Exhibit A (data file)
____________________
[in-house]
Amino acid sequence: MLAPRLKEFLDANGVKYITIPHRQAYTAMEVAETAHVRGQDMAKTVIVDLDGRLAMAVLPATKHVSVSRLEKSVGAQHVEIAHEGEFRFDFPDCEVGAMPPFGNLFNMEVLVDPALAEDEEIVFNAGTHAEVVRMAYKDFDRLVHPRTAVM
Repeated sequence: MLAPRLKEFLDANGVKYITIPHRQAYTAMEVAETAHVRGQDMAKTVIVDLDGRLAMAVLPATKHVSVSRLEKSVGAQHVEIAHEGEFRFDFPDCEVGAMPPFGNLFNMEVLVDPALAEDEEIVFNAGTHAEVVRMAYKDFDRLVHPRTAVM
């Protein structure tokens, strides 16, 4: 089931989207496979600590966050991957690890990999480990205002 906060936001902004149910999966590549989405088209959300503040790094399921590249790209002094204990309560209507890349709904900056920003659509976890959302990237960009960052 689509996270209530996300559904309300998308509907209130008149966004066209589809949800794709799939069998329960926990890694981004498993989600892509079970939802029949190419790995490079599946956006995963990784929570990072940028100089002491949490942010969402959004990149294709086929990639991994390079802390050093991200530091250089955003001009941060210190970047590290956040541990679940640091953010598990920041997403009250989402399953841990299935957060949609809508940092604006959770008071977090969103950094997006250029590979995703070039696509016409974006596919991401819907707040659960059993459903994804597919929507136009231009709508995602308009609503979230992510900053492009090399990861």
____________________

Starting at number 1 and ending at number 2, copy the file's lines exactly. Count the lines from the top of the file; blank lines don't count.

[in-house]
Amino acid sequence: MLAPRLKEFLDANGVKYITIPHRQAYTAMEVAETAHVRGQDMAKTVIVDLDGRLAMAVLPATKHVSVSRLEKSVGAQHVEIAHEGEFRFDFPDCEVGAMPPFGNLFNMEVLVDPALAEDEEIVFNAGTHAEVVRMAYKDFDRLVHPRTAVM